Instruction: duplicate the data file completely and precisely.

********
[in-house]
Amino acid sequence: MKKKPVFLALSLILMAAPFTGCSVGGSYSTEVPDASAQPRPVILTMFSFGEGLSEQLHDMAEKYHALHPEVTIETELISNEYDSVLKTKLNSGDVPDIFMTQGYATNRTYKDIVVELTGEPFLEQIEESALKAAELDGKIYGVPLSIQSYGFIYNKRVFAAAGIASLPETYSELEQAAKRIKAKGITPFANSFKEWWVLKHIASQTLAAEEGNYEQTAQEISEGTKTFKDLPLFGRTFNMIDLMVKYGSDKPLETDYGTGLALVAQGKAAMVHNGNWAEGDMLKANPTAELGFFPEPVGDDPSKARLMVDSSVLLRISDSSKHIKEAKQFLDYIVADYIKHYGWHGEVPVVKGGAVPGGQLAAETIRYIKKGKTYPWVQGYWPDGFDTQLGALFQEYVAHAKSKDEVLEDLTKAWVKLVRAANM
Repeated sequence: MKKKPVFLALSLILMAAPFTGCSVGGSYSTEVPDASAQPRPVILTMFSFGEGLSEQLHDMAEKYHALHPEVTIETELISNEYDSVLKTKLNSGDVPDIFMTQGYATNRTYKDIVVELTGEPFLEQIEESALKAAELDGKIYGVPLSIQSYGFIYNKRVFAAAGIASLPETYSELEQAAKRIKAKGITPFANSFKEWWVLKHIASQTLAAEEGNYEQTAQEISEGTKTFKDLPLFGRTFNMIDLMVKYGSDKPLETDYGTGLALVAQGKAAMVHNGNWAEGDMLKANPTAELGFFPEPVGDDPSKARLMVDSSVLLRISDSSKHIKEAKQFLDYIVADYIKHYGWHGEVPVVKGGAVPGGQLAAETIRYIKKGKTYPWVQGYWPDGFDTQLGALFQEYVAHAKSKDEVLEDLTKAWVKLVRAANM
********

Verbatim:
[in-house]
Amino acid sequence: MKKKPVFLALSLILMAAPFTGCSVGGSYSTEVPDASAQPRPVILTMFSFGEGLSEQLHDMAEKYHALHPEVTIETELISNEYDSVLKTKLNSGDVPDIFMTQGYATNRTYKDIVVELTGEPFLEQIEESALKAAELDGKIYGVPLSIQSYGFIYNKRVFAAAGIASLPETYSELEQAAKRIKAKGITPFANSFKEWWVLKHIASQTLAAEEGNYEQTAQEISEGTKTFKDLPLFGRTFNMIDLMVKYGSDKPLETDYGTGLALVAQGKAAMVHNGNWAEGDMLKANPTAELGFFPEPVGDDPSKARLMVDSSVLLRISDSSKHIKEAKQFLDYIVADYIKHYGWHGEVPVVKGGAVPGGQLAAETIRYIKKGKTYPWVQGYWPDGFDTQLGALFQEYVAHAKSKDEVLEDLTKAWVKLVRAANM
Repeated sequence: MKKKPVFLALSLILMAAPFTGCSVGGSYSTEVPDASAQPRPVILTMFSFGEGLSEQLHDMAEKYHALHPEVTIETELISNEYDSVLKTKLNSGDVPDIFMTQGYATNRTYKDIVVELTGEPFLEQIEESALKAAELDGKIYGVPLSIQSYGFIYNKRVFAAAGIASLPETYSELEQAAKRIKAKGITPFANSFKEWWVLKHIASQTLAAEEGNYEQTAQEISEGTKTFKDLPLFGRTFNMIDLMVKYGSDKPLETDYGTGLALVAQGKAAMVHNGNWAEGDMLKANPTAELGFFPEPVGDDPSKARLMVDSSVLLRISDSSKHIKEAKQFLDYIVADYIKHYGWHGEVPVVKGGAVPGGQLAAETIRYIKKGKTYPWVQGYWPDGFDTQLGALFQEYVAHAKSKDEVLEDLTKAWVKLVRAANM